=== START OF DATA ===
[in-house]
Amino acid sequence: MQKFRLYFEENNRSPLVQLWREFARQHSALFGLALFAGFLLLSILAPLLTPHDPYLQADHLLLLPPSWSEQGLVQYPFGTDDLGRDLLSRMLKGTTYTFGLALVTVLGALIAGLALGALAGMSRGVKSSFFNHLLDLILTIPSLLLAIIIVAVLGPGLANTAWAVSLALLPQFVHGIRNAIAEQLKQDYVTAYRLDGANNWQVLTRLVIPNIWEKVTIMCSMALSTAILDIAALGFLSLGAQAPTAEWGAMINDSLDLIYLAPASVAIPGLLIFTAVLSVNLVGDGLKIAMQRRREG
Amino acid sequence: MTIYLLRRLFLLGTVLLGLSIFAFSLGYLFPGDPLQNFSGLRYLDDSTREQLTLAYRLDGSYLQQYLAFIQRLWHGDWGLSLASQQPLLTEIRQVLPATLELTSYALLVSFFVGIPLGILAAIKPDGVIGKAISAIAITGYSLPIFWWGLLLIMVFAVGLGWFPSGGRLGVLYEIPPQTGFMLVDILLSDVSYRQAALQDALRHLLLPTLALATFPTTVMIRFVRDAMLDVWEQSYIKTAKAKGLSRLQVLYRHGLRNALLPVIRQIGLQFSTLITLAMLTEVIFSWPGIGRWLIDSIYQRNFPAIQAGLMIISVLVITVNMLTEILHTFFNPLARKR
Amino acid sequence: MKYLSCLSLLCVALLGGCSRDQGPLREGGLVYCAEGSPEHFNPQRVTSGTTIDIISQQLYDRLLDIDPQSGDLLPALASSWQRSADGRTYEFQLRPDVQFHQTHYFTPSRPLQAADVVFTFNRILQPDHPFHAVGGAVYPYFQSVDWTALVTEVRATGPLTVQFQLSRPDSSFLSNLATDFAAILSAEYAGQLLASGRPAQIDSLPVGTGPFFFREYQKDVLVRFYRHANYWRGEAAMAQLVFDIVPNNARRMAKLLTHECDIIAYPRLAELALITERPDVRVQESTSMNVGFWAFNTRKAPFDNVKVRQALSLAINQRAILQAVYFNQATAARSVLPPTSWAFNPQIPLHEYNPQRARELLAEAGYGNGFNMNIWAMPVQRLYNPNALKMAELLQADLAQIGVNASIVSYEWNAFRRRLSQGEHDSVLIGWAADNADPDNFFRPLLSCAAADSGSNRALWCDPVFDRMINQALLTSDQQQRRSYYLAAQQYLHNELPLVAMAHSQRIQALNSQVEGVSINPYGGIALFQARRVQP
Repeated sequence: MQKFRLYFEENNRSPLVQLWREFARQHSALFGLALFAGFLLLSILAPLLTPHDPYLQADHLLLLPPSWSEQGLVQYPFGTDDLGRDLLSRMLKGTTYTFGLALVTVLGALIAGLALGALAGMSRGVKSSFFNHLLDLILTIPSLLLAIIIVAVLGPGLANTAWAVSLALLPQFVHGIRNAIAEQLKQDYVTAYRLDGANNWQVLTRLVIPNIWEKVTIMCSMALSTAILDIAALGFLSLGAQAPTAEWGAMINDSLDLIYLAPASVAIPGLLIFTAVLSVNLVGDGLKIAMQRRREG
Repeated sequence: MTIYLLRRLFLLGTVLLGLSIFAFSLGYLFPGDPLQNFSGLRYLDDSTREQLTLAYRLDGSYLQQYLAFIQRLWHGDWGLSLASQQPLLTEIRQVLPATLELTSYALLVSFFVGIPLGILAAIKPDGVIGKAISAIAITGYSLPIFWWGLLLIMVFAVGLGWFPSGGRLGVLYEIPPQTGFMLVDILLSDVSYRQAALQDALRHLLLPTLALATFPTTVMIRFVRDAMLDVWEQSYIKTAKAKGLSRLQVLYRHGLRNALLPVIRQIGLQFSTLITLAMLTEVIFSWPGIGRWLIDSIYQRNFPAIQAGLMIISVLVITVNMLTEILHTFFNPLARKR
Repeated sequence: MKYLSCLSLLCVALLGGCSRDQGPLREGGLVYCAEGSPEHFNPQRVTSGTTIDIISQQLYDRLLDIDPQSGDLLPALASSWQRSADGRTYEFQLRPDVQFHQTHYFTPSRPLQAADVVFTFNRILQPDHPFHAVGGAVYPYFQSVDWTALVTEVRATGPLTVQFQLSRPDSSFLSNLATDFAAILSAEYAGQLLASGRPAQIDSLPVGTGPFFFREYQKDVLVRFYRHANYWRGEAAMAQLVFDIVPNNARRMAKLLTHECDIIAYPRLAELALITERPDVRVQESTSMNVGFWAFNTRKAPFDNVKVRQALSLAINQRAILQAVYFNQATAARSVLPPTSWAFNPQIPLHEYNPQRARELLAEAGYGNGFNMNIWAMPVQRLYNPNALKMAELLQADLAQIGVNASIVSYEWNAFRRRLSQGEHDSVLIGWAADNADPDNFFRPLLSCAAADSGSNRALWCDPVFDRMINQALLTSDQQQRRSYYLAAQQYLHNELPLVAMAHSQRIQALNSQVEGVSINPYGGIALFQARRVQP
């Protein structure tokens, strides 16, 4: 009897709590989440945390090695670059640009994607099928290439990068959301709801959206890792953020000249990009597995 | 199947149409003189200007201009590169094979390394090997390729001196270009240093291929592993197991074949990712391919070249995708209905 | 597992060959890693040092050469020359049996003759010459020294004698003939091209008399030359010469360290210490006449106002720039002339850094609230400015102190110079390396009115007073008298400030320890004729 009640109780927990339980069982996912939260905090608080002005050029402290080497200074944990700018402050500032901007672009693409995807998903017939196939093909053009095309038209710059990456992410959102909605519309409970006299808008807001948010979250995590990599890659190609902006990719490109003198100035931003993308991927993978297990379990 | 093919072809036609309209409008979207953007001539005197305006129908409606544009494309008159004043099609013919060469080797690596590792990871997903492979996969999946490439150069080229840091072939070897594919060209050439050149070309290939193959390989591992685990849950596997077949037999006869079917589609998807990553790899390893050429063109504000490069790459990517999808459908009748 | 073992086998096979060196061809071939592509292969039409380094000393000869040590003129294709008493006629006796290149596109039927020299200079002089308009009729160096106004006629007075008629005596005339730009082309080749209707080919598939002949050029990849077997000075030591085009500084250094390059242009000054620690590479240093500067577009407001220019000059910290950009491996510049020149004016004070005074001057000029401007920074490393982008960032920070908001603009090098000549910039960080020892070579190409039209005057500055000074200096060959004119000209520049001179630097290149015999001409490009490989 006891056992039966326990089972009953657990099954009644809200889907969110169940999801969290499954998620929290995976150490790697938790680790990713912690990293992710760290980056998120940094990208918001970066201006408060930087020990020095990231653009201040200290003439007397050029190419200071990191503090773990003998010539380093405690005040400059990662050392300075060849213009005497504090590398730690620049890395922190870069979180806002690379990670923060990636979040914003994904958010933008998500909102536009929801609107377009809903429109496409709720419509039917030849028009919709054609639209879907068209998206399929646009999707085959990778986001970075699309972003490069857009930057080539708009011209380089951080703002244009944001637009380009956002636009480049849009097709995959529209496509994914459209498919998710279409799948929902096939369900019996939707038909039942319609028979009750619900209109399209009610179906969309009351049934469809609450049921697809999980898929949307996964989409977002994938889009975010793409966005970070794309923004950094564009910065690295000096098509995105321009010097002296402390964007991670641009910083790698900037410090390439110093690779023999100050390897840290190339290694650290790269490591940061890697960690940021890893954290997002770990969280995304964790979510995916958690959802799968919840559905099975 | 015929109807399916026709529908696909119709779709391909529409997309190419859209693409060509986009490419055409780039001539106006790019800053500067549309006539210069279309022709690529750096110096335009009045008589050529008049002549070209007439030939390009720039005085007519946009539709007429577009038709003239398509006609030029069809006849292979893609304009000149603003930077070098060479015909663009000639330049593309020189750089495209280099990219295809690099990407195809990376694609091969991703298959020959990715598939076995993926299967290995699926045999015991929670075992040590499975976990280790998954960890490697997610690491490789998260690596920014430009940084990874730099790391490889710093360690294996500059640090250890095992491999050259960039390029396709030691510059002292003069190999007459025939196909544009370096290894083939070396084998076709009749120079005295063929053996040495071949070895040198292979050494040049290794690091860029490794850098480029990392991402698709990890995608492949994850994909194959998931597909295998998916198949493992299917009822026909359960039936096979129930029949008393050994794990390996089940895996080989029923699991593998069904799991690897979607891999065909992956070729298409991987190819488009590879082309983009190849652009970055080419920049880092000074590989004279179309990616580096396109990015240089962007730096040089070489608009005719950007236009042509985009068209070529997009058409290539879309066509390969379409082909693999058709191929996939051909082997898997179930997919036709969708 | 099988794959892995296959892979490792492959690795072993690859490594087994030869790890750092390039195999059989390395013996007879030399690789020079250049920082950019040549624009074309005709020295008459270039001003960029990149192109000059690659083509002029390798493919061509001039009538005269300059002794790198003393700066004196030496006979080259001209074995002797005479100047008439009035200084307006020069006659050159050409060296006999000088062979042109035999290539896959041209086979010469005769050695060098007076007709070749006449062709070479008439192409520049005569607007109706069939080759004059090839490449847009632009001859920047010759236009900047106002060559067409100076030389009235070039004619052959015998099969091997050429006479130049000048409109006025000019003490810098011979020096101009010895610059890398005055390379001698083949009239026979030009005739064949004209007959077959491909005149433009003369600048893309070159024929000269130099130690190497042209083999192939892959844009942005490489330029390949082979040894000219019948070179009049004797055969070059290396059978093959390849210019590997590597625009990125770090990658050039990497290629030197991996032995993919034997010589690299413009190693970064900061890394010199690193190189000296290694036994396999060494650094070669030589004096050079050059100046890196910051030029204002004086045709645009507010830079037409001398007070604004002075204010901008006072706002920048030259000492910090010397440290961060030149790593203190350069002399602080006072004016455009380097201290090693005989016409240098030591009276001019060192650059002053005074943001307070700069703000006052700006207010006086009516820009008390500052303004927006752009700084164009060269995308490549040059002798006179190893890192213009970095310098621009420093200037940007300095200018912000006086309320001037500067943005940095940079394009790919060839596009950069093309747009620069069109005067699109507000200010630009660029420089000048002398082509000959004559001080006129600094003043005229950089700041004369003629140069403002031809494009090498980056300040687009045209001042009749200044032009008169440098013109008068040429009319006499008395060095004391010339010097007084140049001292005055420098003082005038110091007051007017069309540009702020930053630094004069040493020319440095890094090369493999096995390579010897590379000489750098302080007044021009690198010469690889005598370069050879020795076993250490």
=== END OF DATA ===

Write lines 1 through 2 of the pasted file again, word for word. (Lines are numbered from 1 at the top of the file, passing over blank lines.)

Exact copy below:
[in-house]
Amino acid sequence: MQKFRLYFEENNRSPLVQLWREFARQHSALFGLALFAGFLLLSILAPLLTPHDPYLQADHLLLLPPSWSEQGLVQYPFGTDDLGRDLLSRMLKGTTYTFGLALVTVLGALIAGLALGALAGMSRGVKSSFFNHLLDLILTIPSLLLAIIIVAVLGPGLANTAWAVSLALLPQFVHGIRNAIAEQLKQDYVTAYRLDGANNWQVLTRLVIPNIWEKVTIMCSMALSTAILDIAALGFLSLGAQAPTAEWGAMINDSLDLIYLAPASVAIPGLLIFTAVLSVNLVGDGLKIAMQRRREG